We’re Living In a Gilded Age of Adventure Filmmaking

This article originally appeared on Climbing

This article originally appeared on Outside.

The Rescue, an extraordinary 2021 film from Jimmy Chin and Elizabeth Chai Vasarhelyi–the power couple behind Free Solo–tells the story of 14 teenagers who got stranded deep inside a flooded cave in Thailand and their improbable, high-risk extraction. One of the film’s most compelling scenes occurs early, when the girlfriend of a rescue diver is describing their courtship–the attraction, the dates, the sweet notes. The interviewer asks: “Did you fall in love?” After a pause and a sheepish grin, she nods vigorously and says, “Yes!” It’s a small moment of warmth and vulnerability in a thriller that otherwise unfolds at breakneck pace, and it connects us to the characters in a way that even their heroic actions do not.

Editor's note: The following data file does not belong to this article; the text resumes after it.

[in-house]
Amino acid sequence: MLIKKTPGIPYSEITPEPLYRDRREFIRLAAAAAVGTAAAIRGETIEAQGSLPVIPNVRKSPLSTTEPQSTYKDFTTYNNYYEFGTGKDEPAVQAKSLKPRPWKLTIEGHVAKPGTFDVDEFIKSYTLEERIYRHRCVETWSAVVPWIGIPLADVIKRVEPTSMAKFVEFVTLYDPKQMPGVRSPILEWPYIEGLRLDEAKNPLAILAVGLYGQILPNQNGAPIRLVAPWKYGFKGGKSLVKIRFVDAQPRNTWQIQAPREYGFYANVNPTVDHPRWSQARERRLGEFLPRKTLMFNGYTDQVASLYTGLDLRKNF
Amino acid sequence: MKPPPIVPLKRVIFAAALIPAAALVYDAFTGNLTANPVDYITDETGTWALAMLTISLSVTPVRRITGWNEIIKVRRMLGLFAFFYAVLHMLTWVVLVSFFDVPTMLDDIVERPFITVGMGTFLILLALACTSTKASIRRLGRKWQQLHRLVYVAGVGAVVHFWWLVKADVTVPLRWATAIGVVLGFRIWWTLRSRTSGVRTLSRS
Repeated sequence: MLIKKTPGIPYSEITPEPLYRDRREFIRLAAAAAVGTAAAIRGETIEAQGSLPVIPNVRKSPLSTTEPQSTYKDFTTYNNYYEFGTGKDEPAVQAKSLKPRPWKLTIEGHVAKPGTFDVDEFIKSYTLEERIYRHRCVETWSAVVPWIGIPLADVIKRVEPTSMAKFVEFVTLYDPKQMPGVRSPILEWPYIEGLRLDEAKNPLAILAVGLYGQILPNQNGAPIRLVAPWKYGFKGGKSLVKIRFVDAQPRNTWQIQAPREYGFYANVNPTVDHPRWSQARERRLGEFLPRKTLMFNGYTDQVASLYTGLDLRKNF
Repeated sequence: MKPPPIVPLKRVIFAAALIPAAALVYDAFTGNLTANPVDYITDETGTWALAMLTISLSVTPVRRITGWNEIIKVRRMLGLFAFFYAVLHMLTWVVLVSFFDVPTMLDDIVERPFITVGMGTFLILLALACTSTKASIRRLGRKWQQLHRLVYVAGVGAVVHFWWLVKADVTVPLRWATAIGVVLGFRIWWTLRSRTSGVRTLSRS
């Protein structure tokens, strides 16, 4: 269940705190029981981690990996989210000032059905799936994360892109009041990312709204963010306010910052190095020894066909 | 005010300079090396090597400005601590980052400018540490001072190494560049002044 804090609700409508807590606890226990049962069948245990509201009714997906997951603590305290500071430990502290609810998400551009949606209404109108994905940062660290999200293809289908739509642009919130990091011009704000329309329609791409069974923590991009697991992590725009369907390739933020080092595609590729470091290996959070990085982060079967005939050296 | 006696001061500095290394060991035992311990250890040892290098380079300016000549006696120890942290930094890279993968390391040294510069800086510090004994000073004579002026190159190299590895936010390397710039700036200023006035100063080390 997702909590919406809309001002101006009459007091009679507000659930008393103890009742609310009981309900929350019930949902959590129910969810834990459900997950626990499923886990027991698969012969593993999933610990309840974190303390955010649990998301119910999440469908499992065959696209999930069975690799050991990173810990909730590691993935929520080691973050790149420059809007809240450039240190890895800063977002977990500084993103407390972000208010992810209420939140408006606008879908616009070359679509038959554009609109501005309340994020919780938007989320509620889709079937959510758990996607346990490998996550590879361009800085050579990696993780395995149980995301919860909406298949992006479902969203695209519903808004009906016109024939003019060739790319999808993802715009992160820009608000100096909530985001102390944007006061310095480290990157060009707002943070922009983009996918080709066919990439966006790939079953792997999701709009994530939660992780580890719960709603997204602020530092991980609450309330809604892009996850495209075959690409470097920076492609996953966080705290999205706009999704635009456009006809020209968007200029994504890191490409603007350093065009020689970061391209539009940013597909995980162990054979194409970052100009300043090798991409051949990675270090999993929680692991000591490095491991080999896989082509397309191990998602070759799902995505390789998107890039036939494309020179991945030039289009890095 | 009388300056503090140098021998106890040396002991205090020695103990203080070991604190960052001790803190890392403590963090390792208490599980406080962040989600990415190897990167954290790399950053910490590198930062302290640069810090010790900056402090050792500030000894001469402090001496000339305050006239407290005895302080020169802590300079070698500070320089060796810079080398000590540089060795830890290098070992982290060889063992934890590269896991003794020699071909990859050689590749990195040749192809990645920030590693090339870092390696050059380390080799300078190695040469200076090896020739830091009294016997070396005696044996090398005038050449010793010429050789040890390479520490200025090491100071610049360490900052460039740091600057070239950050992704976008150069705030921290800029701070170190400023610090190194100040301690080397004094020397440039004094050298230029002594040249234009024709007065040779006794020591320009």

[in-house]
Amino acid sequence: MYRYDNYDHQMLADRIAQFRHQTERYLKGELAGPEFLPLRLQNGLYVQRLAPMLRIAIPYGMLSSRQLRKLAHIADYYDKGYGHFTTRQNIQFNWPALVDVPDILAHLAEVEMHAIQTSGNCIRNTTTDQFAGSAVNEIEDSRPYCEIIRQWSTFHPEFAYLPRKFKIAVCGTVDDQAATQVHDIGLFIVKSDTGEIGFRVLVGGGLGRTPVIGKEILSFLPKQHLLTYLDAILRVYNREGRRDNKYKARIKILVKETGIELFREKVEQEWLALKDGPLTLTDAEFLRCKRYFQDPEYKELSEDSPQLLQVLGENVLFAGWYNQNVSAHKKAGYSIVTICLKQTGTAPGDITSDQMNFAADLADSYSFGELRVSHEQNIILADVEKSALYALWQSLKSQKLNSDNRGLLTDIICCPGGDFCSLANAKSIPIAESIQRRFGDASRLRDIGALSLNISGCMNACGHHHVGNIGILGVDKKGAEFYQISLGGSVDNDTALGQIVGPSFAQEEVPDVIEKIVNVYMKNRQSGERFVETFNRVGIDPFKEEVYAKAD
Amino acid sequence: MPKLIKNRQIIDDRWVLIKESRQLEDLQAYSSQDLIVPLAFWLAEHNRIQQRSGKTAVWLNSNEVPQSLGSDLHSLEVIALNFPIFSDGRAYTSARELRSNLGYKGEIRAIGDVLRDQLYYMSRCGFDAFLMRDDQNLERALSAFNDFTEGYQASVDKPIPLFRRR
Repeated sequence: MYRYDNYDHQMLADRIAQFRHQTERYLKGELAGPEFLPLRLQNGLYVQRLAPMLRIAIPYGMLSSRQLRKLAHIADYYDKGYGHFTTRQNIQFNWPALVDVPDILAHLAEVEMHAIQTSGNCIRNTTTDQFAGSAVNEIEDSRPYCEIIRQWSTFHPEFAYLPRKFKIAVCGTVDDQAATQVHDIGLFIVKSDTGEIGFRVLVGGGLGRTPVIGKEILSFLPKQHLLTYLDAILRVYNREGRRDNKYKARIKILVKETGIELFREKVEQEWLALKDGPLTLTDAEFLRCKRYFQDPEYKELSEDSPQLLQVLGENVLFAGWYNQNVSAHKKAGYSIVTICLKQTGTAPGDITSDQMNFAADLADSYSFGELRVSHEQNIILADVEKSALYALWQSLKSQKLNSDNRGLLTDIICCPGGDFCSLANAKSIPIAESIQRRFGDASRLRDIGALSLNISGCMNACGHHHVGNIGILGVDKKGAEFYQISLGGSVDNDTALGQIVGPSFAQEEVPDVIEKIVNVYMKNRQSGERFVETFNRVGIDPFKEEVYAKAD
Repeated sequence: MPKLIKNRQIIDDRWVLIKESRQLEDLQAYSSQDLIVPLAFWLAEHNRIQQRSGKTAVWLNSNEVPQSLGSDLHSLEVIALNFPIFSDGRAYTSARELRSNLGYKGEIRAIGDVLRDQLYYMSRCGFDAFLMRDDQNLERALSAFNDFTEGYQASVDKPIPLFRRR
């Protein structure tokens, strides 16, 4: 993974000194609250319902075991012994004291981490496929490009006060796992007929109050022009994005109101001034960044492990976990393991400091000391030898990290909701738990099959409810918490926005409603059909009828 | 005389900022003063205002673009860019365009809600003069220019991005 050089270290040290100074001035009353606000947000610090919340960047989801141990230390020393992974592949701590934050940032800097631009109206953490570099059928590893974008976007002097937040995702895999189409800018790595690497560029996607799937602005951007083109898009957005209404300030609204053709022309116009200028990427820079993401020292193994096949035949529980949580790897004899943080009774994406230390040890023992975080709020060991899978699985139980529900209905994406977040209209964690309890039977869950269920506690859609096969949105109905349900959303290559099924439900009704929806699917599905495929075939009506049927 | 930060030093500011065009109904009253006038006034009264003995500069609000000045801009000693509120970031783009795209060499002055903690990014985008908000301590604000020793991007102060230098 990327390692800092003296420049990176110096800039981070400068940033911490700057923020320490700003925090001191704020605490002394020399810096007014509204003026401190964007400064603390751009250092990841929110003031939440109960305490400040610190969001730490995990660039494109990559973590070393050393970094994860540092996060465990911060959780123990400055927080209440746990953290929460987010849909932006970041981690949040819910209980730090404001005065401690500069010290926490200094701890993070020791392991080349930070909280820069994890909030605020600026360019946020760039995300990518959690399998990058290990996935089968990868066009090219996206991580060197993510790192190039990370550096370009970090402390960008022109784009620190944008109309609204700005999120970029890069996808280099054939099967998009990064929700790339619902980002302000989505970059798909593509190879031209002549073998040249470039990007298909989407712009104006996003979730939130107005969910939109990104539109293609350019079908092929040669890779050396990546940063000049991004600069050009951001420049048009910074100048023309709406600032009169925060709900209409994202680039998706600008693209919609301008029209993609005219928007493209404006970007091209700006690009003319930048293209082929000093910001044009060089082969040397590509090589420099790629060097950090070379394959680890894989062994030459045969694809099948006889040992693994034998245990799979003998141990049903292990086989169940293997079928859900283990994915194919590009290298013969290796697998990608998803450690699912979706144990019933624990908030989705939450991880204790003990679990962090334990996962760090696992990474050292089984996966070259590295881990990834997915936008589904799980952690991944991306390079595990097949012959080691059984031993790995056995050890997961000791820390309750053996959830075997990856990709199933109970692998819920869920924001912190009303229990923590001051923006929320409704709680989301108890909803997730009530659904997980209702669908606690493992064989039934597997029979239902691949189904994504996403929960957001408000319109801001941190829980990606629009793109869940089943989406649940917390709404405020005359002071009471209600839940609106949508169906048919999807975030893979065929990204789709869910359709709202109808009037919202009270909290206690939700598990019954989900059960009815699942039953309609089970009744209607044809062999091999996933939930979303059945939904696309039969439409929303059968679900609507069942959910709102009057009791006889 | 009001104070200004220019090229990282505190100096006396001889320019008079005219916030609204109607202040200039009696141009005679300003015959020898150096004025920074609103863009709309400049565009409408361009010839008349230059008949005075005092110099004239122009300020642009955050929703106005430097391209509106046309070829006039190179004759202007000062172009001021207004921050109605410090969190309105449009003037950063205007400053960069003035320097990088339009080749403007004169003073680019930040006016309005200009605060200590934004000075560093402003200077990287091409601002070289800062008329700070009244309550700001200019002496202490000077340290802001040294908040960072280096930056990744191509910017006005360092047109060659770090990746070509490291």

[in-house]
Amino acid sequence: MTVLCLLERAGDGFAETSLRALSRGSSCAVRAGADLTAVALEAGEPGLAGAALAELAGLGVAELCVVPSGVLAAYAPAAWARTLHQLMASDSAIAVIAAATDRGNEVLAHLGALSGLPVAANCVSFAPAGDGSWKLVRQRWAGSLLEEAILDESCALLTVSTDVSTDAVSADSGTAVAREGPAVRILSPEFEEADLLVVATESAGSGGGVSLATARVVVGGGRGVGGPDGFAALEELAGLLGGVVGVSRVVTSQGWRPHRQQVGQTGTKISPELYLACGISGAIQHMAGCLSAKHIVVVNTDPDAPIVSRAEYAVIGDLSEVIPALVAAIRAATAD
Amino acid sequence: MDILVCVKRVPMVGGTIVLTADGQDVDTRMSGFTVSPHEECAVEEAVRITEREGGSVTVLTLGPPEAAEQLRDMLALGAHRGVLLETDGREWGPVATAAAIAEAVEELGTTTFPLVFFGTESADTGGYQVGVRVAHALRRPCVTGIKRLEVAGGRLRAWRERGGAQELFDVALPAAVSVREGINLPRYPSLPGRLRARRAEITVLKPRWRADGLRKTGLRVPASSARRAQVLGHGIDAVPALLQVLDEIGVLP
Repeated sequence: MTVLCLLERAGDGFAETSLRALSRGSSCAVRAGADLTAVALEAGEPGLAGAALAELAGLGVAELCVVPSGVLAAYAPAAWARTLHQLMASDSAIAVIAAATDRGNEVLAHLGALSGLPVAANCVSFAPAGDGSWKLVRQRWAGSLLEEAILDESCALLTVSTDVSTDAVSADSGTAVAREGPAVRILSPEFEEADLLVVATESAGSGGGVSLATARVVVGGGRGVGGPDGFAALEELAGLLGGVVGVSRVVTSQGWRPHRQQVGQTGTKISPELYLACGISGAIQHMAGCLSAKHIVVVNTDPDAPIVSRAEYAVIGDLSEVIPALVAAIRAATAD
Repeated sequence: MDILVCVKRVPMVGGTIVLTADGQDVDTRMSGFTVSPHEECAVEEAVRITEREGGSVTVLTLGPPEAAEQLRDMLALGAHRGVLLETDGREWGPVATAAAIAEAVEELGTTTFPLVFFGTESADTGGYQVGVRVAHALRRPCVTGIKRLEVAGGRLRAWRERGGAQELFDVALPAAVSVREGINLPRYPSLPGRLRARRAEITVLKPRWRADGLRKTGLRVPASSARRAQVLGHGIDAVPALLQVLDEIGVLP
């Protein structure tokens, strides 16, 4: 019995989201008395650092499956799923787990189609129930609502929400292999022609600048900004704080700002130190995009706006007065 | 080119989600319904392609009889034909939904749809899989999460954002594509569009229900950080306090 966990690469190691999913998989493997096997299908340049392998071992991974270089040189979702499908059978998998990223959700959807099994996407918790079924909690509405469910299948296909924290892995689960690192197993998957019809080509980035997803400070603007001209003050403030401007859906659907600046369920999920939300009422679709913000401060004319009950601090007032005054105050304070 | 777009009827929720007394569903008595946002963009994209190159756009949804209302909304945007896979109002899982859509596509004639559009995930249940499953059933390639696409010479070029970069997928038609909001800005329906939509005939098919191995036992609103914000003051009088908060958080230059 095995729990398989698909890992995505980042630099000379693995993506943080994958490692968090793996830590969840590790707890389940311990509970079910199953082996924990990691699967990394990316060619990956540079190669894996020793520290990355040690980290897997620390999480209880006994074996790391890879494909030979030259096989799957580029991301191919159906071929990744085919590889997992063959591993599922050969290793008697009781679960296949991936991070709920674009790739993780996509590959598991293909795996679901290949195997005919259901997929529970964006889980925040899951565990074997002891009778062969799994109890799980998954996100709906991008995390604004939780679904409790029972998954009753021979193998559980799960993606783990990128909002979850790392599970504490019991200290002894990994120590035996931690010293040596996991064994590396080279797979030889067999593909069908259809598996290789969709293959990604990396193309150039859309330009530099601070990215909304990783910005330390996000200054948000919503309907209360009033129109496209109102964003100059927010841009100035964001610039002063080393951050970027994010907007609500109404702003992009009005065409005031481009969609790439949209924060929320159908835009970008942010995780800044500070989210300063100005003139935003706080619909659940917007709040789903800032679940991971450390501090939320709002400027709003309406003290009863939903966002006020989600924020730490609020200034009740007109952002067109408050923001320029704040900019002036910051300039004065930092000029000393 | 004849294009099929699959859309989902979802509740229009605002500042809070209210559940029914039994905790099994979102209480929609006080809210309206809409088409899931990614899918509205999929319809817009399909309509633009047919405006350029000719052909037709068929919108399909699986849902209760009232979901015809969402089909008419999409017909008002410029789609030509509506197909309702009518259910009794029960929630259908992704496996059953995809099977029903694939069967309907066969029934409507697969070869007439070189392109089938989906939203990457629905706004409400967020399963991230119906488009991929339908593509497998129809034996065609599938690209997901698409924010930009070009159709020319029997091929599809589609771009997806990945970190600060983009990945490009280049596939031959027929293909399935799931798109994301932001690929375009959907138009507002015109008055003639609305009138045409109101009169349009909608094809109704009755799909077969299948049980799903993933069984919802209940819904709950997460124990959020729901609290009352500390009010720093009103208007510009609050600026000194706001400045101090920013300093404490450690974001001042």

The Rescue is just one of many impressive adventure documentaries that have created considerable buzz in recent years. Of course, everyone has seen Free Solo, but The Alpinist and 14 Peaks also made a splash. And how about HBO’s 100 Foot Wave–a series following Garrett McNamara’s attempt to ride a monster swell that made me shout at my TV in amazement? Or The River Runner, about the rise and fall and rise of Scott Lindgren, one of the world’s greatest whitewater kayakers? The list goes on: The Dawn Wall, Torn, Meru, Sunshine Superman, Icarus, Into the Canyon, Minding the Gap, The Barkley Marathons, and McConkey, to mention just a few. These came from filmmakers who had to work very hard to bring their projects to life.

As a writer who has spent several decades refining my own craft, I can appreciate how challenging it is to get such stories right. And as a

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